This action for libel followed. There have been three trials. On the first trial, the complaint was dismissed at the close of the plaintiff's case. The Appellate Division reversed, and ordered a new trial. The court held ( 165 App. Div. 595) that on the record as it then stood, some, if not all, of the charges against the plaintiff were prima facie irrelevant to the application for pardon, and, therefore, were not privileged. On that trial there was no evidence of the earlier petition and protest. On the second trial, the complaint was again dismissed at the close of the plaintiff's case. The argument was that proof of the earlier petition and protest had changed the situation. The Appellate Division again reversed ( 168 App. Div. 629). The court said that until there was some denial of the truth of the charges in the protest, there was no need to inquire into the character of the man who made them. On the third trial, the defendant and Conrad were witnesses for the first time. Their testimony supplies the denial that was lacking before, and explains the reasons that prompted the assault upon the plaintiff's character. The trial judge ruled, however, that the assault had no semblance of relevance to the proceeding before the governor; that there was, therefore, no privilege; that the plaintiff was entitled to damages; and that the only duty of the jury was to assess the amount.

The defamatory charges against the plaintiff were false. There is no blot upon his character. Indeed, there is no attempt at justification. The defense is not justification, but privilege. The defendant says that in presenting this petition to the governor, he acted as counsel for a client. The rule is that counsel are privileged in respect of any statements, oral or written, made in judicial proceedings, and pertinent thereto. In England, the immunity is broader. There the privilege exists whether the statements are relevant or not ( Munster v. Lamb, 11 Q.B.D. 588; Royal Aquarium v. Parkinson, 1892, 1 Q.B.D. 431; Barrett v. Kearns, 1905, 1 K.B. 504; Odgers on Libel and Slander, 233). With us the condition is added that the privilege will be lost if the libel is irrelevant ( Youmans v. Smith, 153 N.Y. 214; Moore v. Manfrs. Nat. Bank, 123 N.Y. 420, 426; McLaughlin v. Cowley, 127 Mass. 316; Barnett v. Loud, 226 Mass. 447; Kemper v. Fort, 219 Penn. St. 85). But while counsel keep within those bounds, their immunity is absolute. For the moment, we put aside the question whether there is any difference in that respect between statements in judicial proceedings and statements to the governor in a petition for clemency. We view the case provisionally as if the statements had been made in court.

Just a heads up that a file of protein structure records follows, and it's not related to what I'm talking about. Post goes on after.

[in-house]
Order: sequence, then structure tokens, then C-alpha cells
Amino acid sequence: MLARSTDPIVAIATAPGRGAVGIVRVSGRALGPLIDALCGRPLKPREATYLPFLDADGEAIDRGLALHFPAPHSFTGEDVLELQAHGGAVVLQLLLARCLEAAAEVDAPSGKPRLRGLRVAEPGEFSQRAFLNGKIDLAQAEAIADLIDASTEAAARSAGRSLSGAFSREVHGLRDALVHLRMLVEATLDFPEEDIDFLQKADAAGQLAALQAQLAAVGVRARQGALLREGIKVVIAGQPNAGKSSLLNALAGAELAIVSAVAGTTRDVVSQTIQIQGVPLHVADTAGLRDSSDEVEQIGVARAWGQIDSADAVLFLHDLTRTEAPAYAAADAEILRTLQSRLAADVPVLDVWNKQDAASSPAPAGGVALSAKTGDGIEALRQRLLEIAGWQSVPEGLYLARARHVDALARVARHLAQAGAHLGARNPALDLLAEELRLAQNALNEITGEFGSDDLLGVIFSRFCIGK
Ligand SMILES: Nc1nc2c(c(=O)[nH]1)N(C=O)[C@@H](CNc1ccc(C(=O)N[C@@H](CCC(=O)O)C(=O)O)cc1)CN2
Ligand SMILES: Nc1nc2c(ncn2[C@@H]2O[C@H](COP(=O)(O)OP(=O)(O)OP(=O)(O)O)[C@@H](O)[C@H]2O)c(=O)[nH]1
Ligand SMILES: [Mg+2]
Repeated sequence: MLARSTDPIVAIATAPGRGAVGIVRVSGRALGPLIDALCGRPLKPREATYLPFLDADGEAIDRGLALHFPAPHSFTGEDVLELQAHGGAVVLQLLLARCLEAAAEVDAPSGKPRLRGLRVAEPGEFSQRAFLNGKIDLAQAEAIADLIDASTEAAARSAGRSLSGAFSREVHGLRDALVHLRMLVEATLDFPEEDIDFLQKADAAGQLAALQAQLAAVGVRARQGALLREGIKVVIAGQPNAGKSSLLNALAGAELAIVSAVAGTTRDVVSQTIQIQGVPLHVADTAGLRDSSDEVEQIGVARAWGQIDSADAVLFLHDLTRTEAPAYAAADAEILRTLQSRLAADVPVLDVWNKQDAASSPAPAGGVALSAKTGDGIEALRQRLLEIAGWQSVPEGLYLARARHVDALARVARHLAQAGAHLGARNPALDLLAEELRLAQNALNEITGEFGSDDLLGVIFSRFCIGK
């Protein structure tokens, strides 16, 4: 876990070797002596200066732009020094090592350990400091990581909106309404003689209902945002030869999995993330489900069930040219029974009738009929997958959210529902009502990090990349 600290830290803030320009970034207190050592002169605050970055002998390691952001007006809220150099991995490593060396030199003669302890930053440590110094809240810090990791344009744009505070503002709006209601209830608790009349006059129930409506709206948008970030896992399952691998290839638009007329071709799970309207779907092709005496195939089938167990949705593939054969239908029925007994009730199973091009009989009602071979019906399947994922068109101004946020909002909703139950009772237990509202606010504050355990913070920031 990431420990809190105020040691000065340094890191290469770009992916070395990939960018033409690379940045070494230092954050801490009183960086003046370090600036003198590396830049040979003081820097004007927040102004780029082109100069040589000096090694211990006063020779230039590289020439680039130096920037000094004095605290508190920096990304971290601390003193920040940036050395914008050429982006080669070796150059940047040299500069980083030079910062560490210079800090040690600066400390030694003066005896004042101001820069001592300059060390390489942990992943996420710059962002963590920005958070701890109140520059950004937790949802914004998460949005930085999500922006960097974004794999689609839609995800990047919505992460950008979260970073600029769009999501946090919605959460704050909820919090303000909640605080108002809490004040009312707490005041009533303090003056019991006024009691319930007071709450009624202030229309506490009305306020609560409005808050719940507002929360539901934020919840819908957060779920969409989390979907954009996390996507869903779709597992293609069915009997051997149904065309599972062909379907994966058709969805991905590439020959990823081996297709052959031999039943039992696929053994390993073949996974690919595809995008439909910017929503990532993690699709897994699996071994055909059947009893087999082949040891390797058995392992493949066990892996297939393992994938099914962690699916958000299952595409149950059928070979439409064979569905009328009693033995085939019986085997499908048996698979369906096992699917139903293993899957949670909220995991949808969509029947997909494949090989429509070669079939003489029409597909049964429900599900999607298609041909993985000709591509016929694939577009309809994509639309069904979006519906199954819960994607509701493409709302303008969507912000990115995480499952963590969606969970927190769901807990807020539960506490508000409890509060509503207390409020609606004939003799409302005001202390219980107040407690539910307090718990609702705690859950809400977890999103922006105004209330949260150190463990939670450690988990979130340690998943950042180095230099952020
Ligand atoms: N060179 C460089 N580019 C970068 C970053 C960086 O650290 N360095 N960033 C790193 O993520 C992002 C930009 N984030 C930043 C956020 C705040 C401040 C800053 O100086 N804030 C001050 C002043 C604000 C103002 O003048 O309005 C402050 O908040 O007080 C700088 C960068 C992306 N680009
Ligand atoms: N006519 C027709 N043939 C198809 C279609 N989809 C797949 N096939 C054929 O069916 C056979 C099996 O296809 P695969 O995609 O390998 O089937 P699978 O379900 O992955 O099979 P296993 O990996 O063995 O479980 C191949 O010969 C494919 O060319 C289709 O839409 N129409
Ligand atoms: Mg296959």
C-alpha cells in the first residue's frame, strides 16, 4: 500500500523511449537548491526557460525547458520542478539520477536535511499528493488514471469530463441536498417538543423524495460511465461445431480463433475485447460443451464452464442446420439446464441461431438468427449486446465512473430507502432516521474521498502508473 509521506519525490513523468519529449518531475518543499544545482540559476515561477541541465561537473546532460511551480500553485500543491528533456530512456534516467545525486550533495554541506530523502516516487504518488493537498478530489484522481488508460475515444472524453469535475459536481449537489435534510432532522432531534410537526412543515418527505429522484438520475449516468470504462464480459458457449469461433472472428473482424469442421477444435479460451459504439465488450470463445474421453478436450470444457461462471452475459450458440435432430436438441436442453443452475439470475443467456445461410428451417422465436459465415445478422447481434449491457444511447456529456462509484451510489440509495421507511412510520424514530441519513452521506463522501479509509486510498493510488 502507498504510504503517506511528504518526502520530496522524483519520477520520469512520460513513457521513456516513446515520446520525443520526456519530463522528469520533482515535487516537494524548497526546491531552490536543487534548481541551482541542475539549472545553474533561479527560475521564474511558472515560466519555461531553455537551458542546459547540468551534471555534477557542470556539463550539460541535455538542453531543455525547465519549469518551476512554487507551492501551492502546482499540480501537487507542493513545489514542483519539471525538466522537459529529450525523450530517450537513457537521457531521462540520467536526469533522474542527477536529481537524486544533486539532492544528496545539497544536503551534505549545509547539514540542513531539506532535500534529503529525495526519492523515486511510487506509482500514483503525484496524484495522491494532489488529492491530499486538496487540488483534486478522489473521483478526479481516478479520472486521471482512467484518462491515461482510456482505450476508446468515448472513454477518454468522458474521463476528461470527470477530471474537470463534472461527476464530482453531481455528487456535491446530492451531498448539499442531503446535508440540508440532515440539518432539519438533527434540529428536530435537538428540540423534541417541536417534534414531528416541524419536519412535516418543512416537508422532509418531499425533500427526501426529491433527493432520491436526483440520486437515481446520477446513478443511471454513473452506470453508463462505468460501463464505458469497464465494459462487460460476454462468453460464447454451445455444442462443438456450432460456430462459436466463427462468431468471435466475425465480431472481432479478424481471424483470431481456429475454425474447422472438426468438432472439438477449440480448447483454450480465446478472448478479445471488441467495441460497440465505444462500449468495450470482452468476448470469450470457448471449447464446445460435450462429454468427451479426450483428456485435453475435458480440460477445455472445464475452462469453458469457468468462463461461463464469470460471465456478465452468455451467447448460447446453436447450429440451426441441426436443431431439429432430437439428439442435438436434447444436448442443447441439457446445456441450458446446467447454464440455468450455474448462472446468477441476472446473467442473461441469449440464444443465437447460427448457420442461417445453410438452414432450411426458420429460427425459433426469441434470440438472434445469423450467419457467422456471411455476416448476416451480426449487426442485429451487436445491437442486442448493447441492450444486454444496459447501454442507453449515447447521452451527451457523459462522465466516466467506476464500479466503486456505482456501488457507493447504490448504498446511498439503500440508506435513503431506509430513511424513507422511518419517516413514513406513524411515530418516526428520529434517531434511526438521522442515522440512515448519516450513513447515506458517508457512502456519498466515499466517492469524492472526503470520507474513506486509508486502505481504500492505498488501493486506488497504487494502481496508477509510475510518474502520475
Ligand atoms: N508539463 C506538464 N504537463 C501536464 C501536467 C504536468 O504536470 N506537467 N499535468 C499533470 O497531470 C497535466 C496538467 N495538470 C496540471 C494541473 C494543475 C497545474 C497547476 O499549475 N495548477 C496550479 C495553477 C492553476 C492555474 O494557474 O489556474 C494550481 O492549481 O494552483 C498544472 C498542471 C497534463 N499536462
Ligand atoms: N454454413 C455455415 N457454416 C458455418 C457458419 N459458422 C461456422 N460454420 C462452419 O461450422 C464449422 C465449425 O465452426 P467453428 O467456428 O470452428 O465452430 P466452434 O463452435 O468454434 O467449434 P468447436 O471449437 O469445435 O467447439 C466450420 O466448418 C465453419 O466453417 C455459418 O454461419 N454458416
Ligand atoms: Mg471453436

We think it was error to rule that the defamatory charges were not pertinent to the appeal for mercy. There is no room in such matters for any strict or narrow test. Much must be left to the discretion of the advocate. The privilege embraces anything that may possibly be pertinent ( Youmans v. Smith, supra). We cannot say that the plaintiff's reputation was so plainly foreign to the issue that counsel should have refused to join a client in attacking it. The client took the ground that the plaintiff had planned the prosecution, had used it as a means of winning profit and reputation, and had blocked an earlier petition for pardon by overwhelming his victim under an avalanche of charges. Counsel was assured that those charges were false. If the governor believed them, pardon was almost certain to be refused. They revealed Conrad, not as an offender in one instance, but as a hardened criminal. The argument was that the governor should not believe them. They had been put forward, it was said, by the plaintiff, who was the head and front of the conspiracy; he had hoodwinked the society into adopting them; in fact they were his work; and his character was such that he was unworthy of belief. Those statements may have been false, but they were not impertinent ( Conley v. Key, 98 Ga. 115). To appreciate their pertinency, we may ask ourselves what the duty of counsel would have been, had they been true. The answer is not doubtful.